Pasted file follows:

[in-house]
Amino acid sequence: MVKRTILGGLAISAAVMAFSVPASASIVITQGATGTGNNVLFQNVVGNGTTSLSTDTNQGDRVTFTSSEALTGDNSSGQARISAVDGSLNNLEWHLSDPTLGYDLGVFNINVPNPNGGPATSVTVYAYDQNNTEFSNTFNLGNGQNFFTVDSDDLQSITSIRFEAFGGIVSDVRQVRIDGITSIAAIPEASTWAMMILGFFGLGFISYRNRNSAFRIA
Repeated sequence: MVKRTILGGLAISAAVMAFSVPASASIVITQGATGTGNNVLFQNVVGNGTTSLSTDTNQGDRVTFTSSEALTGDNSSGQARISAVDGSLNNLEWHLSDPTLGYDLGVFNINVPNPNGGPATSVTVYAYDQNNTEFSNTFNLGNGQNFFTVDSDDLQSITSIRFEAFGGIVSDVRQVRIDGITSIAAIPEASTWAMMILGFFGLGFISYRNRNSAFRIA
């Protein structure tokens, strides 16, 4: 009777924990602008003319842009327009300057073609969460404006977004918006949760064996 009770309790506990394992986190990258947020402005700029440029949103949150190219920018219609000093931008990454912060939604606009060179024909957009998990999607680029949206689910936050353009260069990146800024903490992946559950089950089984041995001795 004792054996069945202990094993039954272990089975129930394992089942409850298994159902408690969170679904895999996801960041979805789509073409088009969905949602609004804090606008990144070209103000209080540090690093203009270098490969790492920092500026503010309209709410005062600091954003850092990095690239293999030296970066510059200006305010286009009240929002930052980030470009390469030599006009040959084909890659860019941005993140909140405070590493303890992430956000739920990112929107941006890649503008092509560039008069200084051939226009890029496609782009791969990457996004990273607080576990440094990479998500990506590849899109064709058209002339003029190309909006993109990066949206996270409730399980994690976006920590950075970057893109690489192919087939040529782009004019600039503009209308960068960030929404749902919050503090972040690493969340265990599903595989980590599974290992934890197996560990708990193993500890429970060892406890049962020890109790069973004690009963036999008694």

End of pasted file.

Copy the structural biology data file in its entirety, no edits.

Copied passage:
[in-house]
Amino acid sequence: MVKRTILGGLAISAAVMAFSVPASASIVITQGATGTGNNVLFQNVVGNGTTSLSTDTNQGDRVTFTSSEALTGDNSSGQARISAVDGSLNNLEWHLSDPTLGYDLGVFNINVPNPNGGPATSVTVYAYDQNNTEFSNTFNLGNGQNFFTVDSDDLQSITSIRFEAFGGIVSDVRQVRIDGITSIAAIPEASTWAMMILGFFGLGFISYRNRNSAFRIA
Repeated sequence: MVKRTILGGLAISAAVMAFSVPASASIVITQGATGTGNNVLFQNVVGNGTTSLSTDTNQGDRVTFTSSEALTGDNSSGQARISAVDGSLNNLEWHLSDPTLGYDLGVFNINVPNPNGGPATSVTVYAYDQNNTEFSNTFNLGNGQNFFTVDSDDLQSITSIRFEAFGGIVSDVRQVRIDGITSIAAIPEASTWAMMILGFFGLGFISYRNRNSAFRIA
């Protein structure tokens, strides 16, 4: 009777924990602008003319842009327009300057073609969460404006977004918006949760064996 009770309790506990394992986190990258947020402005700029440029949103949150190219920018219609000093931008990454912060939604606009060179024909957009998990999607680029949206689910936050353009260069990146800024903490992946559950089950089984041995001795 004792054996069945202990094993039954272990089975129930394992089942409850298994159902408690969170679904895999996801960041979805789509073409088009969905949602609004804090606008990144070209103000209080540090690093203009270098490969790492920092500026503010309209709410005062600091954003850092990095690239293999030296970066510059200006305010286009009240929002930052980030470009390469030599006009040959084909890659860019941005993140909140405070590493303890992430956000739920990112929107941006890649503008092509560039008069200084051939226009890029496609782009791969990457996004990273607080576990440094990479998500990506590849899109064709058209002339003029190309909006993109990066949206996270409730399980994690976006920590950075970057893109690489192919087939040529782009004019600039503009209308960068960030929404749902919050503090972040690493969340265990599903595989980590599974290992934890197996560990708990193993500890429970060892406890049962020890109790069973004690009963036999008694």